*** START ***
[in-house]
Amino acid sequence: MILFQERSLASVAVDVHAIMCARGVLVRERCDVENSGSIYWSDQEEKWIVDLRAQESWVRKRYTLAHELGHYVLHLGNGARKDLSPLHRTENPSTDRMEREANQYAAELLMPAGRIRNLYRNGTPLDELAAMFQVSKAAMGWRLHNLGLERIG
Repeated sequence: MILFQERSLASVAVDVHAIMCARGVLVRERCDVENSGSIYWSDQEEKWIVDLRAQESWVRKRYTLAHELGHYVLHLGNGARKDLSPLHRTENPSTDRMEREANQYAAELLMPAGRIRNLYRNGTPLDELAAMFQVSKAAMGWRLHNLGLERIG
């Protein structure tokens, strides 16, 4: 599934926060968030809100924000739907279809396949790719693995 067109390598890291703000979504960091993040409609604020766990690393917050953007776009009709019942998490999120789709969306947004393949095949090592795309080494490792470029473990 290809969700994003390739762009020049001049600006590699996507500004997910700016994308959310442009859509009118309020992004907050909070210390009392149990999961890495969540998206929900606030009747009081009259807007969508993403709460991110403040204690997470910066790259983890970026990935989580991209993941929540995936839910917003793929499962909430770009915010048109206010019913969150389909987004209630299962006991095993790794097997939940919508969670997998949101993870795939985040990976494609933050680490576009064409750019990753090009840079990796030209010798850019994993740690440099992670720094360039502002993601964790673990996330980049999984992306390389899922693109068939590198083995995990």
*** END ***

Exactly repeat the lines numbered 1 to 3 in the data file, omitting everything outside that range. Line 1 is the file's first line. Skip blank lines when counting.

[in-house]
Amino acid sequence: MILFQERSLASVAVDVHAIMCARGVLVRERCDVENSGSIYWSDQEEKWIVDLRAQESWVRKRYTLAHELGHYVLHLGNGARKDLSPLHRTENPSTDRMEREANQYAAELLMPAGRIRNLYRNGTPLDELAAMFQVSKAAMGWRLHNLGLERIG
Repeated sequence: MILFQERSLASVAVDVHAIMCARGVLVRERCDVENSGSIYWSDQEEKWIVDLRAQESWVRKRYTLAHELGHYVLHLGNGARKDLSPLHRTENPSTDRMEREANQYAAELLMPAGRIRNLYRNGTPLDELAAMFQVSKAAMGWRLHNLGLERIG